Worker health and wellness Injury prevention

Stress in the workplace

Keeping stress in check could create a healthier – and safer – workforce

Stress in the workplace

Warning signs of stress

“The first warning signs of stress are primarily emotional, and anger is one of the first ones,” Miller said. When workers find themselves feeling these emotions more quickly or more intensely than they normally would, it is an indicator of high stress levels.

“Muscle contraction headaches, or tension headaches, are one of the really early physical signs,” he said, as are intestinal issues such as heartburn or gastroesophageal reflux disease. Additionally, according to the American Institute of Stress, workers suffering from stress may experience shortness of breath, hair loss, changes in appetite, fatigue or panic attacks. 

Miller draws a distinction between acute stress and the more dangerous chronic stress. “When you’re under acute stress, you know you’re stressed,” he said. “But when it’s chronic stress, it becomes so much a part of the landscape of your life that you don’t even realize it’s there and it just grinds on and on and on. It just wears people out, wears their immune system out so that they develop all kinds of diseases.”

The impact on safety

Although the link between stress and  worker health is becoming stronger through a wide range of studies, the impact stress has on the safety of workers is not as well-known.

“The data are weaker for injuries [being related to stress] than they are for illnesses,” Sauter said. “But I would say the weight of the evidence points to a linkage between both stress and illness and workplace injury.”

NIOSH calls for more research, yet cites “growing concern” that stress can lead to incidents by interfering with safe work practices. In a recent survey of nurses conducted by the American Nurses Association in Silver Spring, MD, 80 percent said on-the-job stress levels impact workplace safety, and 59 percent of nurses said when they feel pressured they are more inclined to work faster and take shortcuts.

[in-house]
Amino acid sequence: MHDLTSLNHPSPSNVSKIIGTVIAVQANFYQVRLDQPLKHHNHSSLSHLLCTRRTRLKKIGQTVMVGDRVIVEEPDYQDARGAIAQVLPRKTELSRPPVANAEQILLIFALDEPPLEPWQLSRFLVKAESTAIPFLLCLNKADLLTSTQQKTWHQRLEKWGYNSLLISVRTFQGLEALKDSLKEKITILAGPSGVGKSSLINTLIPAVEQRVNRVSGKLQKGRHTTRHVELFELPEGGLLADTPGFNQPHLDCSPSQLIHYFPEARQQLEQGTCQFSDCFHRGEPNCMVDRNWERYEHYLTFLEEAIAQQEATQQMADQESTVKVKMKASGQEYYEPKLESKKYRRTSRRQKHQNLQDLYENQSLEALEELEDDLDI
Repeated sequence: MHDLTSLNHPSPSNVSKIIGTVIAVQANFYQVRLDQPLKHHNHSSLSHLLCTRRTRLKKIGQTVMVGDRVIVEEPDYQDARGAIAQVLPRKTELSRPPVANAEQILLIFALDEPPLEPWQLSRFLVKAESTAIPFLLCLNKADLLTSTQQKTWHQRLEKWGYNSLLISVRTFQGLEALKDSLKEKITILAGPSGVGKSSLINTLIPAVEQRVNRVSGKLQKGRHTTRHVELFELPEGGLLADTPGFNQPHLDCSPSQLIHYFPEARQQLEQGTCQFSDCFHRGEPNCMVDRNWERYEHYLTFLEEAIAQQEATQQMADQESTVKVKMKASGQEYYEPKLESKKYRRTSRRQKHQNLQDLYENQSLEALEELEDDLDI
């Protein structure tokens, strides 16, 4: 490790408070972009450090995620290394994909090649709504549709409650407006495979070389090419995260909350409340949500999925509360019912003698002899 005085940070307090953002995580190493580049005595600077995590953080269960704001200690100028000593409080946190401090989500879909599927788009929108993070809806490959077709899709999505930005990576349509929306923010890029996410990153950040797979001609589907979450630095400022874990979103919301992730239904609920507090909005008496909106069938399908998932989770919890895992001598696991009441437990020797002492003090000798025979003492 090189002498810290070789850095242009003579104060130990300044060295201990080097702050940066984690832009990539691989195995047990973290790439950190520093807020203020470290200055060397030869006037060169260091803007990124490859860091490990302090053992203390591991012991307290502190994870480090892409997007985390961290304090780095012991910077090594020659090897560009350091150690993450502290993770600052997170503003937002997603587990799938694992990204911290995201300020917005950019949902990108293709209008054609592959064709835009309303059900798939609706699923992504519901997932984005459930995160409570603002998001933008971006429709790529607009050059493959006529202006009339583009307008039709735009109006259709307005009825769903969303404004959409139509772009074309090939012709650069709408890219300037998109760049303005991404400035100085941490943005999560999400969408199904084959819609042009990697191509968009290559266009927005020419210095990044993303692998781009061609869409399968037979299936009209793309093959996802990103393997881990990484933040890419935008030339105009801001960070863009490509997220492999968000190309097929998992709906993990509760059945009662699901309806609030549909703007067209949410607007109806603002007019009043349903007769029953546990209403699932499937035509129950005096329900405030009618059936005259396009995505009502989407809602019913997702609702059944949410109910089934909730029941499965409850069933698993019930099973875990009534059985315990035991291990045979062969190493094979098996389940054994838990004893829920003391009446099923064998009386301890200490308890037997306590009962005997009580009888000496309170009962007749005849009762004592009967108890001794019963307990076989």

“Accident levels go up dramatically when stress climbs,” Miller said, pointing out stress also can increase the incidence of workplace bullying and violence.

Employer response

So how can employers act to mitigate stress in the workplace? The first step is to find out what is causing the stress. “You have to measure what goes on,” Miller said. “Once you measure it, you can manage it, but you can’t manage what you can’t measure.”

“Although there are some common denominators, there is no ‘one-size-fits-all’ solution” to managing stress in the workplace, Rosch said. He recommended employers perform a stress audit, where workers can anonymously list the various things that cause them stress. From there, he said, employers can “analyze the results to determine what are the most common stressors and whether any of these are the employer’s responsibility or require some remedial action.”

NIOSH’s stress document noted that some employers believe stress is a natural part of the workplace and applying pressure to workers will make them productive. However, the paper also noted “studies show that stressful working conditions are actually associated with increased absenteeism, tardiness, and intentions by workers to quit their jobs – all of which have a negative effect on the bottom line.”